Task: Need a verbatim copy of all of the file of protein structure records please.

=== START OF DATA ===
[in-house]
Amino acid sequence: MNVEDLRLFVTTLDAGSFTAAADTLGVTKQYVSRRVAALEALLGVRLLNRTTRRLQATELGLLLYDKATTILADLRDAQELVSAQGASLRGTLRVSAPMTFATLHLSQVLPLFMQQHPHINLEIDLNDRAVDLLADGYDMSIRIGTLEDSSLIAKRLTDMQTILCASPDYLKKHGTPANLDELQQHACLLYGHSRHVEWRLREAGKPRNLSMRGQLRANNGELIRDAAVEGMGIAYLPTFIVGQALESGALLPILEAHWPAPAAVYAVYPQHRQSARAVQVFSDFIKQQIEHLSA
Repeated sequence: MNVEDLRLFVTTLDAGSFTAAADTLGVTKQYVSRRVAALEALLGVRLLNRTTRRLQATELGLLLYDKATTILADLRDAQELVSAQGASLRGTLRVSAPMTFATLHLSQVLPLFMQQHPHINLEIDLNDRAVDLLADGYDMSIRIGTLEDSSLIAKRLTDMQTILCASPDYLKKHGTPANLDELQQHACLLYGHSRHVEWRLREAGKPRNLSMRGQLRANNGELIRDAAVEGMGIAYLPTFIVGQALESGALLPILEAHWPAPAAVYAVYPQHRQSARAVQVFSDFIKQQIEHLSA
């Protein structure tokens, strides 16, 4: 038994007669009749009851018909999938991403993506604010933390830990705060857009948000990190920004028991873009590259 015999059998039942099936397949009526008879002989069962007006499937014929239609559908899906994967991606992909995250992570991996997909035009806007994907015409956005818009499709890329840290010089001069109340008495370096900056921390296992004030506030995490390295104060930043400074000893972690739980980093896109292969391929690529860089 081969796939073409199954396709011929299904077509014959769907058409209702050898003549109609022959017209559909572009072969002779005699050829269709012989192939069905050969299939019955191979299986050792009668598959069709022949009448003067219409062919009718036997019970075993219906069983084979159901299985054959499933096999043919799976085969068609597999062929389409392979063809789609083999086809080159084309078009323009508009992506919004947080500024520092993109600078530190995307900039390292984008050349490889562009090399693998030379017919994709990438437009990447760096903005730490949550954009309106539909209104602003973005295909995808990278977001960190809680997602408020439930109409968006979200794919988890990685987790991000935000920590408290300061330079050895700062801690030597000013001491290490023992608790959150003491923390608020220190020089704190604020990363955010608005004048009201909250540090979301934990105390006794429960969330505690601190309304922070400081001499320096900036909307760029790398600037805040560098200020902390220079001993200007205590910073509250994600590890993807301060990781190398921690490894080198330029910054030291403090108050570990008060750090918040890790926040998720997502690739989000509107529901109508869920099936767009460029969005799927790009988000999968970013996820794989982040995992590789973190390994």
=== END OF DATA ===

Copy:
[in-house]
Amino acid sequence: MNVEDLRLFVTTLDAGSFTAAADTLGVTKQYVSRRVAALEALLGVRLLNRTTRRLQATELGLLLYDKATTILADLRDAQELVSAQGASLRGTLRVSAPMTFATLHLSQVLPLFMQQHPHINLEIDLNDRAVDLLADGYDMSIRIGTLEDSSLIAKRLTDMQTILCASPDYLKKHGTPANLDELQQHACLLYGHSRHVEWRLREAGKPRNLSMRGQLRANNGELIRDAAVEGMGIAYLPTFIVGQALESGALLPILEAHWPAPAAVYAVYPQHRQSARAVQVFSDFIKQQIEHLSA
Repeated sequence: MNVEDLRLFVTTLDAGSFTAAADTLGVTKQYVSRRVAALEALLGVRLLNRTTRRLQATELGLLLYDKATTILADLRDAQELVSAQGASLRGTLRVSAPMTFATLHLSQVLPLFMQQHPHINLEIDLNDRAVDLLADGYDMSIRIGTLEDSSLIAKRLTDMQTILCASPDYLKKHGTPANLDELQQHACLLYGHSRHVEWRLREAGKPRNLSMRGQLRANNGELIRDAAVEGMGIAYLPTFIVGQALESGALLPILEAHWPAPAAVYAVYPQHRQSARAVQVFSDFIKQQIEHLSA
């Protein structure tokens, strides 16, 4: 038994007669009749009851018909999938991403993506604010933390830990705060857009948000990190920004028991873009590259 015999059998039942099936397949009526008879002989069962007006499937014929239609559908899906994967991606992909995250992570991996997909035009806007994907015409956005818009499709890329840290010089001069109340008495370096900056921390296992004030506030995490390295104060930043400074000893972690739980980093896109292969391929690529860089 081969796939073409199954396709011929299904077509014959769907058409209702050898003549109609022959017209559909572009072969002779005699050829269709012989192939069905050969299939019955191979299986050792009668598959069709022949009448003067219409062919009718036997019970075993219906069983084979159901299985054959499933096999043919799976085969068609597999062929389409392979063809789609083999086809080159084309078009323009508009992506919004947080500024520092993109600078530190995307900039390292984008050349490889562009090399693998030379017919994709990438437009990447760096903005730490949550954009309106539909209104602003973005295909995808990278977001960190809680997602408020439930109409968006979200794919988890990685987790991000935000920590408290300061330079050895700062801690030597000013001491290490023992608790959150003491923390608020220190020089704190604020990363955010608005004048009201909250540090979301934990105390006794429960969330505690601190309304922070400081001499320096900036909307760029790398600037805040560098200020902390220079001993200007205590910073509250994600590890993807301060990781190398921690490894080198330029910054030291403090108050570990008060750090918040890790926040998720997502690739989000509107529901109508869920099936767009460029969005799927790009988000999968970013996820794989982040995992590789973190390994």